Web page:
Jesus in Oakland

Yesterday I published the link to an article exposing hunger in Brooklyn, NY (Jesus in Brooklyn). According to the study, 17% of children in Brooklyn are “food insecure.” But, get this. According to a report in the San Jose Mercury News, it would take 176 million meals to make families in Santa Clara and San Mateo counties food secure (Silent Epidemic).

Which means that, as Jesus makes his way to Good Friday, he is visiting families in Santa Clara and San Mateo. Perhaps he is telling them, as the Apostle Paul told Christians in Corinth, to

Consider your own call, brothers and sisters: not many of you were wise by human not many were powerful, not many were of noble birth. But God chose what is foolish in the world to shame the wise; God chose what is weak in the world to shame the strong;  God chose what is low and despised in the world, things that are not, to reduce to nothing things that are (1 Co 1.26-28).

And perhaps some of those reading this blog are among these chosen ones through whom God is bringing the powerful, wise, and noble-born to nothing. But, let us say that you, like me, are a good Episcopalian. What is God saying to us?

Episcopalians are the second wealthiest religious group in the United States, behind Jews, and the second wealthiest Christian denomination, behind Unitarians. Twelve per cent of us are millionaires: that’s twelve out of every one hundred. (The numbers for Baptists and Catholics are 2% and 4%.) Which means that, if they so chose, Episcopalians on their own could solve the problem of hunger in the United States.

So I have a strange feeling that what Jesus might be saying to us — to me — is something like “‘truly I tell you, just as you did not do it to one of the least of these, you did not do it to me.’ And these will go away into eternal punishment, but the righteous into eternal life” (Matt. 25:45-46).

poor_2374166bIt is estimated that it would cost $30B annually to solve world hunger (Borgen Project). (Just as a point of comparison the US defense budget in 2012 was almost twenty-five times that, $737B.) The average annual income of the world’s 2 billion Christians is roughly $10,000. (The median income is $1,225, which means that Christianity’s 1%, many of them Episcopalians, skew the average not a little.) Let us say that each Christian household contributed $15.00 anually to a common fund to rid the world of hunger. Or, even better, let us say that all Episcopalians contributed $15,000 annually, on average. (We could ask the 12 % of us who are millionaires to contribute a bit more.)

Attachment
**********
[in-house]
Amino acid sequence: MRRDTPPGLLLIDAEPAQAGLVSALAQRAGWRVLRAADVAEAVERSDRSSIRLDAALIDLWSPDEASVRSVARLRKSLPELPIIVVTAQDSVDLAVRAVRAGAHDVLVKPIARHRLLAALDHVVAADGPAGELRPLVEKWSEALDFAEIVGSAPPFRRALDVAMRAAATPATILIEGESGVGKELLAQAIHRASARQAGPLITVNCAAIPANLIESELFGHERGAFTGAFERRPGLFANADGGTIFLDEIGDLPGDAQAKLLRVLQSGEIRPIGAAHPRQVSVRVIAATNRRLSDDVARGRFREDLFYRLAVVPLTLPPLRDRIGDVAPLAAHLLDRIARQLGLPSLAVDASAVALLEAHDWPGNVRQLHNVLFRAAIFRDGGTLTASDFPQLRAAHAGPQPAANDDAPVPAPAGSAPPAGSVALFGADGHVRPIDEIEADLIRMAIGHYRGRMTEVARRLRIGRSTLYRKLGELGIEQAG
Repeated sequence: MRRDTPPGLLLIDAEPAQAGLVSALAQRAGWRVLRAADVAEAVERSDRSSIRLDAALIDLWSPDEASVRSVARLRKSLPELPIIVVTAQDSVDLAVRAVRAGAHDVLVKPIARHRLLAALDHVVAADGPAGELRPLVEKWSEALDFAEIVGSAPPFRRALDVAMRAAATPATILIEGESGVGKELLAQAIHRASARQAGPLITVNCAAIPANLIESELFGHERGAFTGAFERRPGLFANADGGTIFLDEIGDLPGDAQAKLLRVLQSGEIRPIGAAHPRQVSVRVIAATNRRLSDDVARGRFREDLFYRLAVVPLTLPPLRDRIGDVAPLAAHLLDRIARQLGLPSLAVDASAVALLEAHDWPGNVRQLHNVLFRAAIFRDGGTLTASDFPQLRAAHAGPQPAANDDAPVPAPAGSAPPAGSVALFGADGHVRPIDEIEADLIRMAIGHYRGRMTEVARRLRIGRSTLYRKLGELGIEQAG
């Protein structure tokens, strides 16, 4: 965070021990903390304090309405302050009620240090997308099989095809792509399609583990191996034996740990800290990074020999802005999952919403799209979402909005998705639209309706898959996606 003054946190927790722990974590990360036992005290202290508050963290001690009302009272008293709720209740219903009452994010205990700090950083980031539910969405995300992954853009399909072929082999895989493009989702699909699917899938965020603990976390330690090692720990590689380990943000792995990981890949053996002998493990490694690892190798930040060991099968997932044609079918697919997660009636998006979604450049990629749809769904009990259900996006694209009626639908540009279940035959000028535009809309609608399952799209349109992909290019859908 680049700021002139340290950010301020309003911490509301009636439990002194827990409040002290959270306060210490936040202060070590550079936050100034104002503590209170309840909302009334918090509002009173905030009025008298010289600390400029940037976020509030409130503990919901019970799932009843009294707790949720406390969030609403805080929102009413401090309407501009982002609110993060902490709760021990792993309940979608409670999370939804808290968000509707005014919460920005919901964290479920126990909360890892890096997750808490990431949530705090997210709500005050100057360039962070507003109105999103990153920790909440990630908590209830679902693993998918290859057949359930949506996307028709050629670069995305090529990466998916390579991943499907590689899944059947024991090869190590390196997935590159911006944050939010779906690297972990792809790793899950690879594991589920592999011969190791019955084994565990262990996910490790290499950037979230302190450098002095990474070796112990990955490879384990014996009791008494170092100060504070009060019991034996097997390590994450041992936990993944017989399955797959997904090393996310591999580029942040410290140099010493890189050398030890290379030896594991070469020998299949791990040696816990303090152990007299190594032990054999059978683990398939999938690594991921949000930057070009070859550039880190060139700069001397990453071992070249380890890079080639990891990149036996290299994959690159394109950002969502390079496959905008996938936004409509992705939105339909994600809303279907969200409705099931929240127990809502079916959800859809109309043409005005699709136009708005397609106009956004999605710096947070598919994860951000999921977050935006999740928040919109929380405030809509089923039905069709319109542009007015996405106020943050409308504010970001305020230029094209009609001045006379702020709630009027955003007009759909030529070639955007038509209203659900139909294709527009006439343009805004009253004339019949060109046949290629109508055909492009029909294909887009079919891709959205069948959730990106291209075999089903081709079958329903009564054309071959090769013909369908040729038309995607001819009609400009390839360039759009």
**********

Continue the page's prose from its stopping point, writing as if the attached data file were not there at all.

Economists will tell you that feeding families for free — essentially guaranteeing a nutritious diet to all human beings — would upset global markets and bring on the very food shortages that aid to hungry families was seeking to eliminate. However good Jesus was, they tell us, he was not a very good economist. Better to let markets determine prices; and better to let hunger drive markets.

So, what if we were to pay for the food at market prices?

The reason we have not solved world hunger — much less hunger in San Mateo or Santa Clara counties — is not because it would undermine world food markets. It would not. The reason we have not solved world hunger is because we have chosen not to. While Jesus is spending his Lenten Season with these families, we are rushing on ahead to Jerusalem to get the “best seats” to catch the “big show.”

But did it ever occur to us that these families are the big show, that it is here with them that God is being revealed?

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